I had never realised there was a nature reserve in the shadow of the bridge, on a site once devastated by industry. But local environmental groups have been working quietly in the wetlands for years, monitoring and reporting industrial pollution, cleaning the place up and planting indigenous species, which has encouraged native animals and birds to return. The stand of rare white mangroves, Avicennia marina, was re-established after the originals were killed by an oil spill in the 1980s. Now they are thriving and self-propagating. A little further along, the creek runs through the site of a former quarry, landfilled and converted into a park. There are regular tree plantings, and frogs can be heard. Hundreds of people walk their dogs or stop for picnics while kids circle the bike track; there’s a community garden, and not long ago Deborah Conway performed at a small music festival. Stinkopolis might not have become Greenopolis, but maybe we can restore enough natural spaces to keep us sane.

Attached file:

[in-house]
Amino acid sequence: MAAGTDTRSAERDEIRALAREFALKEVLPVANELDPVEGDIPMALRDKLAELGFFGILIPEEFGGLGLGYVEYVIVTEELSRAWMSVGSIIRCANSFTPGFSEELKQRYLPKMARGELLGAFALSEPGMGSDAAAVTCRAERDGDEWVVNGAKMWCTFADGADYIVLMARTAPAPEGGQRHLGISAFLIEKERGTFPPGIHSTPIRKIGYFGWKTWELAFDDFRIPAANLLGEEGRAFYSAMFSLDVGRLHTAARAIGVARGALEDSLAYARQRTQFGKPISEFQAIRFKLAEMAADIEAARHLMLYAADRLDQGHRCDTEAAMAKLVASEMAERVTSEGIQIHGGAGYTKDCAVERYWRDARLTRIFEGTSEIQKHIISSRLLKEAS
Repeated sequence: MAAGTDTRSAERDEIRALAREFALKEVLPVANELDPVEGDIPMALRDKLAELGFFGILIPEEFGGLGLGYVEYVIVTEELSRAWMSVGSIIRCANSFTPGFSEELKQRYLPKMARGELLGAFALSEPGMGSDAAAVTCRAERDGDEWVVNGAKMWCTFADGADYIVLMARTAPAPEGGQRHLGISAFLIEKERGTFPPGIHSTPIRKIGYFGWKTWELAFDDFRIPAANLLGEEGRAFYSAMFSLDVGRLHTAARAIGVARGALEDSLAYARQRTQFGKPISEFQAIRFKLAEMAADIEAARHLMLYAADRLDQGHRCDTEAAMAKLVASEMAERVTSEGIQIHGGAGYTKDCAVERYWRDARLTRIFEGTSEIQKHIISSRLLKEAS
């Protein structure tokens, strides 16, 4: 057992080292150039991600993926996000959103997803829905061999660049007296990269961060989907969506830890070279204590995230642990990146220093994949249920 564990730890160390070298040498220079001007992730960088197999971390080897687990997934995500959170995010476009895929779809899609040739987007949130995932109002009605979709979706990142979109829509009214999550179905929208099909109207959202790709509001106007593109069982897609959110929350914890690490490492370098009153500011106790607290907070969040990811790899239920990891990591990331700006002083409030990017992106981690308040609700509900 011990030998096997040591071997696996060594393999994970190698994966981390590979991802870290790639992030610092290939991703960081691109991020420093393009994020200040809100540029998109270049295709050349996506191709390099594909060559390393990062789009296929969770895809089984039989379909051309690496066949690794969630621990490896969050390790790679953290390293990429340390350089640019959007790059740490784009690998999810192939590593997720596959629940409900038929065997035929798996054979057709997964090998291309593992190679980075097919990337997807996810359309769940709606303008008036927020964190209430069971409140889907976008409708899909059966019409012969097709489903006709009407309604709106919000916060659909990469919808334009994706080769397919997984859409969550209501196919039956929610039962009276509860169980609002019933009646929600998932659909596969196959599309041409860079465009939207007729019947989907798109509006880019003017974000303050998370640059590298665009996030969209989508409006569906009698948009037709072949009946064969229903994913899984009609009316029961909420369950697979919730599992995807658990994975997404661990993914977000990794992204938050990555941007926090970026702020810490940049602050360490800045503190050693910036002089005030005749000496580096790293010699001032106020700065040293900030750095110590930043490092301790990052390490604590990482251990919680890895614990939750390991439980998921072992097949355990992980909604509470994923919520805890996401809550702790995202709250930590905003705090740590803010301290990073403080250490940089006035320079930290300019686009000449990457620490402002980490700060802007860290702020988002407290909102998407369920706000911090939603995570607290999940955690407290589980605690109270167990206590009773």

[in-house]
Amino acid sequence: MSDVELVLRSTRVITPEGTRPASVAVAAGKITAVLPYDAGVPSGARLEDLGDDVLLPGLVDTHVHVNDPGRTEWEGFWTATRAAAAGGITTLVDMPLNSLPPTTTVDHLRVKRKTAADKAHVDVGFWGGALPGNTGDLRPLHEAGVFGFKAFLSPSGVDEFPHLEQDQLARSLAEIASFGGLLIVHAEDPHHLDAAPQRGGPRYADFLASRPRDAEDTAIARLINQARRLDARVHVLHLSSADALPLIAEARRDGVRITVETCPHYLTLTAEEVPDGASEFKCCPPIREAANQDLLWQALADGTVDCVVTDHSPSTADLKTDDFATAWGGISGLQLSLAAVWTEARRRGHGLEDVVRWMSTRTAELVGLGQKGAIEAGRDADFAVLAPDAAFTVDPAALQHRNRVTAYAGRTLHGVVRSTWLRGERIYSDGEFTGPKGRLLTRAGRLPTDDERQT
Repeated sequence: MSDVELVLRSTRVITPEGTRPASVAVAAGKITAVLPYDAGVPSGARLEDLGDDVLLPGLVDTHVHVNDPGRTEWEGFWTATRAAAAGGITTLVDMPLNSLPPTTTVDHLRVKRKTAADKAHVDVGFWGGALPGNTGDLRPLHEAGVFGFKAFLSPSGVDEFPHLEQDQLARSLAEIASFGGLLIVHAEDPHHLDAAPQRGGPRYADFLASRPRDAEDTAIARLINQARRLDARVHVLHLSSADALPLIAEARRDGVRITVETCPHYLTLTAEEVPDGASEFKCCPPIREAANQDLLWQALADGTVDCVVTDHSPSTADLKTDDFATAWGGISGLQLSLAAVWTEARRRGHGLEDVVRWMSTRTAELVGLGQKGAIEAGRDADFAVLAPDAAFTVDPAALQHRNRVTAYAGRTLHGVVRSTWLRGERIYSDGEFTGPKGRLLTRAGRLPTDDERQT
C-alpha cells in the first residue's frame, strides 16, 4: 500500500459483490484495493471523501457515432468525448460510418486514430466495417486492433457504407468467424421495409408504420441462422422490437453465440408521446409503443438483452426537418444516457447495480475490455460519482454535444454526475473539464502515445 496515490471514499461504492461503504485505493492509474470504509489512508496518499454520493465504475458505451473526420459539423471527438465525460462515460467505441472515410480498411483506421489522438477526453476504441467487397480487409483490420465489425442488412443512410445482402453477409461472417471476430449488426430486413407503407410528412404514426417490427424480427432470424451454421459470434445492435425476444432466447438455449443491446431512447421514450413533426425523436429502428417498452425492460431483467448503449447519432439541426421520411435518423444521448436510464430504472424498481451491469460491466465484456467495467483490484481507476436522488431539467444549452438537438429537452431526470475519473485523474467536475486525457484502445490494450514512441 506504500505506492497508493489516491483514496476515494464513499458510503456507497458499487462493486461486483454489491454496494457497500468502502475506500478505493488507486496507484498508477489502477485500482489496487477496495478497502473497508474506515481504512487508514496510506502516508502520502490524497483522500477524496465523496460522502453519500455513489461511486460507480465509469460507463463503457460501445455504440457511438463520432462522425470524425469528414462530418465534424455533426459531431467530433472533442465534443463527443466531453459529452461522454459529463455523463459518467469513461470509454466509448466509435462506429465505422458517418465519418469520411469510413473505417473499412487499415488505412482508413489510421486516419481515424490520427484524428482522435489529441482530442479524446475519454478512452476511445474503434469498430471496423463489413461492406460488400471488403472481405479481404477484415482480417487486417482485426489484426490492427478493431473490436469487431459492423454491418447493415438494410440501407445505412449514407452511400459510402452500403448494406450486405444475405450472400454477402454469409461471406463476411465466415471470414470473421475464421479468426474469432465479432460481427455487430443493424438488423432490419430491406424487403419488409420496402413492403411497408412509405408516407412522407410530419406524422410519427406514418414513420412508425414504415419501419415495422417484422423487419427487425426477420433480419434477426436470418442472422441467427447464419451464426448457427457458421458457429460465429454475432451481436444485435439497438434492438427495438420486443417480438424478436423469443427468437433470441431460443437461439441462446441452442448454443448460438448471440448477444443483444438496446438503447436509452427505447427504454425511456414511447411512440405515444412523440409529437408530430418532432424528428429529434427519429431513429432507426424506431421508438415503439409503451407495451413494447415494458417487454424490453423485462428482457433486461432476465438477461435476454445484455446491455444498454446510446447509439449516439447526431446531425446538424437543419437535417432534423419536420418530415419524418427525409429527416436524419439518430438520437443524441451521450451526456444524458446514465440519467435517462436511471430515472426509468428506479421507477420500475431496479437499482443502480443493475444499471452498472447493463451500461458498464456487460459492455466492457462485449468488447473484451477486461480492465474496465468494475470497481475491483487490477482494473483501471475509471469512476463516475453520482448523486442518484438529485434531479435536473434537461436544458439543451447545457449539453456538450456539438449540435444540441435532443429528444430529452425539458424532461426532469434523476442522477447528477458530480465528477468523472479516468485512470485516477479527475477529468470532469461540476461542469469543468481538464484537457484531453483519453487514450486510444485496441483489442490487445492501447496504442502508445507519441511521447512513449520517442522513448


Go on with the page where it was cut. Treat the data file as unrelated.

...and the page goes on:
‘YOU DON’T KNOW a place until it surprises you,’ writes Rebecca Solnit. If we make our lives predictable, we can remain contentedly ignorant of our surroundings. But when we take a more random course, we open the door to surprises. They might be pleasant or unpleasant, of course. Wetlands of mangroves, or a quarry of sludge. The point is to be attentive to them.